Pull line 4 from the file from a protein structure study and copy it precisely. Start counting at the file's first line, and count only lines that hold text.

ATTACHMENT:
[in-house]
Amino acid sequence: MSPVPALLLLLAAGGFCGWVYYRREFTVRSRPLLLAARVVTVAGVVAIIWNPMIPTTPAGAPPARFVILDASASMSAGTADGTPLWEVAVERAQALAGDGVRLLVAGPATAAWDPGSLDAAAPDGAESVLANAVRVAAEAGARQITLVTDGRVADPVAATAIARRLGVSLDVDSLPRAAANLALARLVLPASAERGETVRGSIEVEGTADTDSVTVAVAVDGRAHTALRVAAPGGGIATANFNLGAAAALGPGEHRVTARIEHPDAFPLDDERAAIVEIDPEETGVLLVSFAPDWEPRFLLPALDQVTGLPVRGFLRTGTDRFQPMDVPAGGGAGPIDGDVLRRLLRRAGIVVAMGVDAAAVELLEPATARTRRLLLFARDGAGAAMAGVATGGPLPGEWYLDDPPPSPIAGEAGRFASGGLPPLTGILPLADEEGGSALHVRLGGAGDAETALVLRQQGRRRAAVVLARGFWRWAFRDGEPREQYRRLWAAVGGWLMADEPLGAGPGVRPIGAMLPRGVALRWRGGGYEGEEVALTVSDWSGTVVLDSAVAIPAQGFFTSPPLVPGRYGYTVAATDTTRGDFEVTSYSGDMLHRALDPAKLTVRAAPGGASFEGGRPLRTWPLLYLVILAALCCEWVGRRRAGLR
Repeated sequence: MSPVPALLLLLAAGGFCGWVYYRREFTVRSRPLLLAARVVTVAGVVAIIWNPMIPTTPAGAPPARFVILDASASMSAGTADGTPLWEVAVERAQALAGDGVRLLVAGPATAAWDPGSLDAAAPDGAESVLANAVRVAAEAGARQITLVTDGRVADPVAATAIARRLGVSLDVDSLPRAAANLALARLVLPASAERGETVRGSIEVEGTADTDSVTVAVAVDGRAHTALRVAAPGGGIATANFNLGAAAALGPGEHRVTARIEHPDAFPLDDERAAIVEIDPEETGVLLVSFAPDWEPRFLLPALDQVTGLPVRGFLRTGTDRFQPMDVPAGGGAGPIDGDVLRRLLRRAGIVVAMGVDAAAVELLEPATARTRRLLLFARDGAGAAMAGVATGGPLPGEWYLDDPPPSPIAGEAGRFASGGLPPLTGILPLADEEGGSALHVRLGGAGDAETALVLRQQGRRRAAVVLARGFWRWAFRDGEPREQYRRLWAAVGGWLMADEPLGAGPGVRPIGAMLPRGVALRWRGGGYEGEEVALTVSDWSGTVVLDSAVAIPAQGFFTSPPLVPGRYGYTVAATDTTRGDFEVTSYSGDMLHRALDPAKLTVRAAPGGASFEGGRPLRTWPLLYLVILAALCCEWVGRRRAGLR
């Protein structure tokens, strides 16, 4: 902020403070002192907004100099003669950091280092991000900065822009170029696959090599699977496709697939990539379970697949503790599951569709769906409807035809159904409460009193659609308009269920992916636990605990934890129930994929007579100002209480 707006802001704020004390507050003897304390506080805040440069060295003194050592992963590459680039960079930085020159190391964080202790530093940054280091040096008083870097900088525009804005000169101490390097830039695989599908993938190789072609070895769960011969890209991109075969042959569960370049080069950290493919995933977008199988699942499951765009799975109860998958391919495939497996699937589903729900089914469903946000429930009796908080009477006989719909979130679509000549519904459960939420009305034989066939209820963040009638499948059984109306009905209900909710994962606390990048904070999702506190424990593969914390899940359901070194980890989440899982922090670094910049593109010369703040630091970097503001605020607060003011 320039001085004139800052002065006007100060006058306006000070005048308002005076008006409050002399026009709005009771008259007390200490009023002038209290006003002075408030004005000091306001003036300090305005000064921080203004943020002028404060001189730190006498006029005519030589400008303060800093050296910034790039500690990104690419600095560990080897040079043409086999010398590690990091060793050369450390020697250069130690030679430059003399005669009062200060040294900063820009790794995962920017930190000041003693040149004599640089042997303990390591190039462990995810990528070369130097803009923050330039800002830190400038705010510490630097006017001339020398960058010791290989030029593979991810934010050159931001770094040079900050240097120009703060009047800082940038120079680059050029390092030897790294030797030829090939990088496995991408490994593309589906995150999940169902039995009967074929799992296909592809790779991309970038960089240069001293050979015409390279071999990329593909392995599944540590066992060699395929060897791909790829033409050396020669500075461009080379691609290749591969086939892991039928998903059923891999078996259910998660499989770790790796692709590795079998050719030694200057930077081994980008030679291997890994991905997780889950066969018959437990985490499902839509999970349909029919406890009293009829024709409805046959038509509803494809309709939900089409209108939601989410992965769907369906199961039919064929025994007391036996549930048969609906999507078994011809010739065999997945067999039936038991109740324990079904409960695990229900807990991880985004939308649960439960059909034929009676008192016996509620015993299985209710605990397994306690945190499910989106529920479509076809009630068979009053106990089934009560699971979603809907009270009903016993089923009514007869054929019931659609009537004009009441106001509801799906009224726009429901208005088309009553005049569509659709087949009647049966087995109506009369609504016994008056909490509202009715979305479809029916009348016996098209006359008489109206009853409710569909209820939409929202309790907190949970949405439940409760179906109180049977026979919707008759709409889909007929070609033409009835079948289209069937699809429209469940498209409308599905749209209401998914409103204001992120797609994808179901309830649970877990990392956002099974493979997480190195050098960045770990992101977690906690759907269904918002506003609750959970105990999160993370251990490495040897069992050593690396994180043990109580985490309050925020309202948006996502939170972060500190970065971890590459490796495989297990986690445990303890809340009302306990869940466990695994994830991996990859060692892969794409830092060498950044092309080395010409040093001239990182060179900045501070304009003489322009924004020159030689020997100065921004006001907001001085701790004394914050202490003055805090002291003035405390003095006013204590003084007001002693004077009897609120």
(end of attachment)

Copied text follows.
């Protein structure tokens, strides 16, 4: 902020403070002192907004100099003669950091280092991000900065822009170029696959090599699977496709697939990539379970697949503790599951569709769906409807035809159904409460009193659609308009269920992916636990605990934890129930994929007579100002209480 707006802001704020004390507050003897304390506080805040440069060295003194050592992963590459680039960079930085020159190391964080202790530093940054280091040096008083870097900088525009804005000169101490390097830039695989599908993938190789072609070895769960011969890209991109075969042959569960370049080069950290493919995933977008199988699942499951765009799975109860998958391919495939497996699937589903729900089914469903946000429930009796908080009477006989719909979130679509000549519904459960939420009305034989066939209820963040009638499948059984109306009905209900909710994962606390990048904070999702506190424990593969914390899940359901070194980890989440899982922090670094910049593109010369703040630091970097503001605020607060003011 320039001085004139800052002065006007100060006058306006000070005048308002005076008006409050002399026009709005009771008259007390200490009023002038209290006003002075408030004005000091306001003036300090305005000064921080203004943020002028404060001189730190006498006029005519030589400008303060800093050296910034790039500690990104690419600095560990080897040079043409086999010398590690990091060793050369450390020697250069130690030679430059003399005669009062200060040294900063820009790794995962920017930190000041003693040149004599640089042997303990390591190039462990995810990528070369130097803009923050330039800002830190400038705010510490630097006017001339020398960058010791290989030029593979991810934010050159931001770094040079900050240097120009703060009047800082940038120079680059050029390092030897790294030797030829090939990088496995991408490994593309589906995150999940169902039995009967074929799992296909592809790779991309970038960089240069001293050979015409390279071999990329593909392995599944540590066992060699395929060897791909790829033409050396020669500075461009080379691609290749591969086939892991039928998903059923891999078996259910998660499989770790790796692709590795079998050719030694200057930077081994980008030679291997890994991905997780889950066969018959437990985490499902839509999970349909029919406890009293009829024709409805046959038509509803494809309709939900089409209108939601989410992965769907369906199961039919064929025994007391036996549930048969609906999507078994011809010739065999997945067999039936038991109740324990079904409960695990229900807990991880985004939308649960439960059909034929009676008192016996509620015993299985209710605990397994306690945190499910989106529920479509076809009630068979009053106990089934009560699971979603809907009270009903016993089923009514007869054929019931659609009537004009009441106001509801799906009224726009429901208005088309009553005049569509659709087949009647049966087995109506009369609504016994008056909490509202009715979305479809029916009348016996098209006359008489109206009853409710569909209820939409929202309790907190949970949405439940409760179906109180049977026979919707008759709409889909007929070609033409009835079948289209069937699809429209469940498209409308599905749209209401998914409103204001992120797609994808179901309830649970877990990392956002099974493979997480190195050098960045770990992101977690906690759907269904918002506003609750959970105990999160993370251990490495040897069992050593690396994180043990109580985490309050925020309202948006996502939170972060500190970065971890590459490796495989297990986690445990303890809340009302306990869940466990695994994830991996990859060692892969794409830092060498950044092309080395010409040093001239990182060179900045501070304009003489322009924004020159030689020997100065921004006001907001001085701790004394914050202490003055805090002291003035405390003095006013204590003084007001002693004077009897609120």